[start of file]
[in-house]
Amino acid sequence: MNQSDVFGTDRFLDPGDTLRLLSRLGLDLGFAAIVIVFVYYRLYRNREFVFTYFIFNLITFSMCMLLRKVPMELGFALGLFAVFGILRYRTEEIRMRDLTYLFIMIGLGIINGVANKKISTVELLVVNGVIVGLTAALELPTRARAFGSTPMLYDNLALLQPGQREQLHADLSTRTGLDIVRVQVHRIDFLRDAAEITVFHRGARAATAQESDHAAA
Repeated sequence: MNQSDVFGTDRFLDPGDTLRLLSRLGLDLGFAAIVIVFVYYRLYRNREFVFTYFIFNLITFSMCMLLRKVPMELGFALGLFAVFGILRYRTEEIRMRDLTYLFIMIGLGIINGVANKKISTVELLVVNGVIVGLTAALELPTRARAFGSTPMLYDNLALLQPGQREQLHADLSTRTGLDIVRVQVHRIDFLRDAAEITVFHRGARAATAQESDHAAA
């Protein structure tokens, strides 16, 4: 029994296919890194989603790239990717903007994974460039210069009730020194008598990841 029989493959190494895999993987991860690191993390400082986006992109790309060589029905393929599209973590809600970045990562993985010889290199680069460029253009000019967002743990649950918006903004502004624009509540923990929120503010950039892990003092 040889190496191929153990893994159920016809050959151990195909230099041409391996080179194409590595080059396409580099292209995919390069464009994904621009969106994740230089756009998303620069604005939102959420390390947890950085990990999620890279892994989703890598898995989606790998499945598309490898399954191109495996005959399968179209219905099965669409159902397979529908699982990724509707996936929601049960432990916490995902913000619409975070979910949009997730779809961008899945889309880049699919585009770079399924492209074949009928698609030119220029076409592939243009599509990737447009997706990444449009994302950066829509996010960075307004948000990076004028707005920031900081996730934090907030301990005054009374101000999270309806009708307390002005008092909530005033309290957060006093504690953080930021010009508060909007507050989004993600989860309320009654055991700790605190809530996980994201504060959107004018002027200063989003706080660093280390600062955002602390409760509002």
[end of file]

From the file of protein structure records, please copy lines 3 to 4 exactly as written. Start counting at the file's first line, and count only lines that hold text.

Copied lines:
Repeated sequence: MNQSDVFGTDRFLDPGDTLRLLSRLGLDLGFAAIVIVFVYYRLYRNREFVFTYFIFNLITFSMCMLLRKVPMELGFALGLFAVFGILRYRTEEIRMRDLTYLFIMIGLGIINGVANKKISTVELLVVNGVIVGLTAALELPTRARAFGSTPMLYDNLALLQPGQREQLHADLSTRTGLDIVRVQVHRIDFLRDAAEITVFHRGARAATAQESDHAAA
């Protein structure tokens, strides 16, 4: 029994296919890194989603790239990717903007994974460039210069009730020194008598990841 029989493959190494895999993987991860690191993390400082986006992109790309060589029905393929599209973590809600970045990562993985010889290199680069460029253009000019967002743990649950918006903004502004624009509540923990929120503010950039892990003092 040889190496191929153990893994159920016809050959151990195909230099041409391996080179194409590595080059396409580099292209995919390069464009994904621009969106994740230089756009998303620069604005939102959420390390947890950085990990999620890279892994989703890598898995989606790998499945598309490898399954191109495996005959399968179209219905099965669409159902397979529908699982990724509707996936929601049960432990916490995902913000619409975070979910949009997730779809961008899945889309880049699919585009770079399924492209074949009928698609030119220029076409592939243009599509990737447009997706990444449009994302950066829509996010960075307004948000990076004028707005920031900081996730934090907030301990005054009374101000999270309806009708307390002005008092909530005033309290957060006093504690953080930021010009508060909007507050989004993600989860309320009654055991700790605190809530996980994201504060959107004018002027200063989003706080660093280390600062955002602390409760509002």